~Cambridge Dictionary of American Idioms~
  • "I would say that this does not belong to the art which I am in the habit of considering music.
    -- A Oulibicheff, reviewing Beethoven's Fifth Symphony.
  • "If Beethoven's Seventh Symphony is not by some means abridged, it will soon fall into disuse."
    -- Philip Hale, Boston Music Critic, 1837
  • "This 'telephone' has too many shortcomings to be seriously considered as a means of communication. The device is inherently of no value to us."
    -- Western Union internal memo, 1876
  • "The phonograph has no commercial value at all."
    -- Thomas Edison, American inventor, 1880s
  • "It doesn't matter what he does, he will never amount to anything."
    -- Albert Einstein's teacher to his father, 1895
  • "Everything that can be invented has been invented."
    -- Charles H. Duell, an official at the US patent office, 1899
  • "The cinema is little more than a fad. It's canned drama. What audiences really want to see is flesh and blood on the stage."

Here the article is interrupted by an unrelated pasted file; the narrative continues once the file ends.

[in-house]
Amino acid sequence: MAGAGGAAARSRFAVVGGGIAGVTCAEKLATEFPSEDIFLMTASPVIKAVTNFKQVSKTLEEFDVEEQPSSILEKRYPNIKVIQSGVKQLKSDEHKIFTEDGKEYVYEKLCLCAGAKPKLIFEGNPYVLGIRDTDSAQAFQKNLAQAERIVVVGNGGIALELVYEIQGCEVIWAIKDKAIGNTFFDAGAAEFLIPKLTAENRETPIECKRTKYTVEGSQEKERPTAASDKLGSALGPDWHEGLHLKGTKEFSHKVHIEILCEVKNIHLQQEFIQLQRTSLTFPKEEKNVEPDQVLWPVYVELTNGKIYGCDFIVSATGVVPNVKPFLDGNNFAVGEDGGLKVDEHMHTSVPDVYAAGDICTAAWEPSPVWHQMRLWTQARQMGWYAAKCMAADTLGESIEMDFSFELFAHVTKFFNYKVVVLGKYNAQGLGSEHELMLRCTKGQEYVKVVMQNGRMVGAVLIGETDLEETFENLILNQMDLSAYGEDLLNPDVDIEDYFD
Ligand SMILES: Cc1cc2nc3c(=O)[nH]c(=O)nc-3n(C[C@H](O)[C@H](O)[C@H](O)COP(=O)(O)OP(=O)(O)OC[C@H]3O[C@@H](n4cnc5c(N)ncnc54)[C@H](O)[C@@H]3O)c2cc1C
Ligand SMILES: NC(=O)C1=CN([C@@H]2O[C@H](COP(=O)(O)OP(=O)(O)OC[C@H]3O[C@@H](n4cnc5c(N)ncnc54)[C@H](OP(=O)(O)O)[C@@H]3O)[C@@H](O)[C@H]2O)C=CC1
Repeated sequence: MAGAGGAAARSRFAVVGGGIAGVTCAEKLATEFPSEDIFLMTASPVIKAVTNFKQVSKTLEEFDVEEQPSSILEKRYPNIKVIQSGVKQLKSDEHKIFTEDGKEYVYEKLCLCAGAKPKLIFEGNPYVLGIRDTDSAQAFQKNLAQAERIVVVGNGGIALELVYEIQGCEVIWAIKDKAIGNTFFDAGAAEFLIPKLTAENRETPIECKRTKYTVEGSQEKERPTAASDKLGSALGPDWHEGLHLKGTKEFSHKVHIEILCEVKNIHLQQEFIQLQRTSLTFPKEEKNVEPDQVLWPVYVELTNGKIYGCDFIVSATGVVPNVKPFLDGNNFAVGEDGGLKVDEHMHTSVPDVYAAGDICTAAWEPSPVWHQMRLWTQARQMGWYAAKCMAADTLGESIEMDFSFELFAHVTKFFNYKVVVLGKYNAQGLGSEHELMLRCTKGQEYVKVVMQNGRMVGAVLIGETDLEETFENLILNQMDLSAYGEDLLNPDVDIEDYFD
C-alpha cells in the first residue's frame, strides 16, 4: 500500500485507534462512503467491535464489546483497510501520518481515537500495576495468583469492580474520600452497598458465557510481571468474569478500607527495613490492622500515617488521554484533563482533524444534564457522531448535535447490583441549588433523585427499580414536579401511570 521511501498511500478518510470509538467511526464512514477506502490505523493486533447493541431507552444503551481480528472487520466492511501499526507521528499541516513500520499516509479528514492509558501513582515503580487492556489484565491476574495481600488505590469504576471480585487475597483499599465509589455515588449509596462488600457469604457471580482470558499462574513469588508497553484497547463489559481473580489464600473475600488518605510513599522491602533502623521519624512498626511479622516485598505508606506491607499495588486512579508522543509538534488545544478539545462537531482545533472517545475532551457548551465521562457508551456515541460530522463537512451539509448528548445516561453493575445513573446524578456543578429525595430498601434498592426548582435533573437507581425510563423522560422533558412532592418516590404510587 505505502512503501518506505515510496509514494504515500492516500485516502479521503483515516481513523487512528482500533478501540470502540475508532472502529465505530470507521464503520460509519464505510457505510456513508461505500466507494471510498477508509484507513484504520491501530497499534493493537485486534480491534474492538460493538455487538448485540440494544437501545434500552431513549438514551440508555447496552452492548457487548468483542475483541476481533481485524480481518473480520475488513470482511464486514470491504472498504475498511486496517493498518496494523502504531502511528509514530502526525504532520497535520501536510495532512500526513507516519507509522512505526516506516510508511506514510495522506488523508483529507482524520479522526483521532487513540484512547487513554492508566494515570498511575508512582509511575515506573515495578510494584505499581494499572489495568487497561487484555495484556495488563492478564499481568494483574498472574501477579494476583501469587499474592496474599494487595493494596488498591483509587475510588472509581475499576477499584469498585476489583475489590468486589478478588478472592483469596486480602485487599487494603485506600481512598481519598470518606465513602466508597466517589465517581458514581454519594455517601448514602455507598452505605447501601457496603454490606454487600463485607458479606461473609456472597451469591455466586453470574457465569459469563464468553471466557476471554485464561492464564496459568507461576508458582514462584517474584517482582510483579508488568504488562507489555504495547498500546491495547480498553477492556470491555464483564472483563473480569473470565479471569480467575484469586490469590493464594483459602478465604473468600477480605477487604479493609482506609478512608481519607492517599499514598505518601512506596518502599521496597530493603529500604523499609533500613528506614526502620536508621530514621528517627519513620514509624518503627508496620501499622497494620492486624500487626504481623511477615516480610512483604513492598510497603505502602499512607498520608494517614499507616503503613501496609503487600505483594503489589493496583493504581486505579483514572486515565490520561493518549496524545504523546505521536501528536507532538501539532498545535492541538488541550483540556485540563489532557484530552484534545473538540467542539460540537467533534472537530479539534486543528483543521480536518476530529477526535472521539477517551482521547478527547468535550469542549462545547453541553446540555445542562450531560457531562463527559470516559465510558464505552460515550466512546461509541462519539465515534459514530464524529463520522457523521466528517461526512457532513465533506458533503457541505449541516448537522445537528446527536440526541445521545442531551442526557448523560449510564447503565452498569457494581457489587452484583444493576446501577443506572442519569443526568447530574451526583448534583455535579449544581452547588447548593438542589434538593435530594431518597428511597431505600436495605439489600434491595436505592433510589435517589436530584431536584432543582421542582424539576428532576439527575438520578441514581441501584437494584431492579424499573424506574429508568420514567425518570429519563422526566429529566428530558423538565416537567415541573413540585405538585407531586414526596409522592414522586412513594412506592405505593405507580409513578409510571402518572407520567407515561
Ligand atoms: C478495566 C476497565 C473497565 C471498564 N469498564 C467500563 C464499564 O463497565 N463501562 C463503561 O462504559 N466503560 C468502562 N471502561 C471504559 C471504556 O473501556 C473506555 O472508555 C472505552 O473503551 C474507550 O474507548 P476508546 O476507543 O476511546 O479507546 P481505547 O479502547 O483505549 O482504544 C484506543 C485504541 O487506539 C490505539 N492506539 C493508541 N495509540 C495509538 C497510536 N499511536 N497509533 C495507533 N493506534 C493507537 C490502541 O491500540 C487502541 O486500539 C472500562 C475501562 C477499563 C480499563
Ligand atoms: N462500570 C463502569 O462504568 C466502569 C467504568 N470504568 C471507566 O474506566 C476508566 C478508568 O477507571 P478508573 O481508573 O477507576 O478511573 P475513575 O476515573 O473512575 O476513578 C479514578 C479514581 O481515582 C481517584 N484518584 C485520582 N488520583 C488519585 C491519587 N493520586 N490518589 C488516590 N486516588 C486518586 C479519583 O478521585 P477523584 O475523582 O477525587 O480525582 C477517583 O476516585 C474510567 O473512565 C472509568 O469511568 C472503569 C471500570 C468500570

-- Charlie Chaplin, actor, producer, director, and studio founder, 1916
  • "The wireless music box has no imaginable commercial value. Who would pay for a message sent to nobody in particular?"
    -- David Sarnoff, American radio pioneer, 1921
  • "The radio craze will die out in time."
    -- Thomas Edison, American inventor, 1922
  • "Theoretically, television may be feasible, but I consider it an impossibility--a development which we should waste little time dreaming about."
    -- Lee de Forest, inventor of the cathode ray tube, 1926
  • "Who the hell wants to hear actors talk?"
    -- H. M. Warner, Warner Brothers, 1927
  • "Sure-fire rubbish."
    -- Lawrence Gilman, reviewing Porgy and Bess by George Gershwin in the New York Herald Tribune, 1935
  • "I'm just glad it'll be Clark Gable who's falling on his face, and not Gary Cooper."
    -- Gary Cooper, on declining the lead role in Gone with the Wind.
  • "The problem of TV was that people had to glue their eyes to a screen, and that the average American wouldn't have time for it."
    -- The New York Times, 1939
  • "I think there is a world market for maybe five computers."